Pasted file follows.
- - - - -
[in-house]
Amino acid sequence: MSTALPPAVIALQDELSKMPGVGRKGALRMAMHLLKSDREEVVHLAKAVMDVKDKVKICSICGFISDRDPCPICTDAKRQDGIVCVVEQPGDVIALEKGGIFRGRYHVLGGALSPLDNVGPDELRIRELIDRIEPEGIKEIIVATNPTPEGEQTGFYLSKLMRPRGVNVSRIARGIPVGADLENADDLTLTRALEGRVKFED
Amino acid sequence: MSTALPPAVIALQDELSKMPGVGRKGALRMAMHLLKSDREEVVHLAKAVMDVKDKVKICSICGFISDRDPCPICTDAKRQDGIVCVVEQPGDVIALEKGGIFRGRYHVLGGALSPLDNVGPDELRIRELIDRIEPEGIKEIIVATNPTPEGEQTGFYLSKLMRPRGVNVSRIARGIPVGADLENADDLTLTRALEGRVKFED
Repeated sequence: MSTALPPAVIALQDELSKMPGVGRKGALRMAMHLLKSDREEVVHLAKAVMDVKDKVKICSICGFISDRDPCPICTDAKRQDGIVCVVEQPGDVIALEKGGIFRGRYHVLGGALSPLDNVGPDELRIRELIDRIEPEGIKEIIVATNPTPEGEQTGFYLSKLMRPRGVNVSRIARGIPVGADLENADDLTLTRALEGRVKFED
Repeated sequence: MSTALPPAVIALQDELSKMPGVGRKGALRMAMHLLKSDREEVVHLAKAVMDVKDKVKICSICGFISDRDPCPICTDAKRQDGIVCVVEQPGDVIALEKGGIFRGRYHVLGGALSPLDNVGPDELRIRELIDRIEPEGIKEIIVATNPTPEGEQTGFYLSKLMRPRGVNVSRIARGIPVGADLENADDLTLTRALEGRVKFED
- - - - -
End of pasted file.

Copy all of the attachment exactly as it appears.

[in-house]
Amino acid sequence: MSTALPPAVIALQDELSKMPGVGRKGALRMAMHLLKSDREEVVHLAKAVMDVKDKVKICSICGFISDRDPCPICTDAKRQDGIVCVVEQPGDVIALEKGGIFRGRYHVLGGALSPLDNVGPDELRIRELIDRIEPEGIKEIIVATNPTPEGEQTGFYLSKLMRPRGVNVSRIARGIPVGADLENADDLTLTRALEGRVKFED
Amino acid sequence: MSTALPPAVIALQDELSKMPGVGRKGALRMAMHLLKSDREEVVHLAKAVMDVKDKVKICSICGFISDRDPCPICTDAKRQDGIVCVVEQPGDVIALEKGGIFRGRYHVLGGALSPLDNVGPDELRIRELIDRIEPEGIKEIIVATNPTPEGEQTGFYLSKLMRPRGVNVSRIARGIPVGADLENADDLTLTRALEGRVKFED
Repeated sequence: MSTALPPAVIALQDELSKMPGVGRKGALRMAMHLLKSDREEVVHLAKAVMDVKDKVKICSICGFISDRDPCPICTDAKRQDGIVCVVEQPGDVIALEKGGIFRGRYHVLGGALSPLDNVGPDELRIRELIDRIEPEGIKEIIVATNPTPEGEQTGFYLSKLMRPRGVNVSRIARGIPVGADLENADDLTLTRALEGRVKFED
Repeated sequence: MSTALPPAVIALQDELSKMPGVGRKGALRMAMHLLKSDREEVVHLAKAVMDVKDKVKICSICGFISDRDPCPICTDAKRQDGIVCVVEQPGDVIALEKGGIFRGRYHVLGGALSPLDNVGPDELRIRELIDRIEPEGIKEIIVATNPTPEGEQTGFYLSKLMRPRGVNVSRIARGIPVGADLENADDLTLTRALEGRVKFED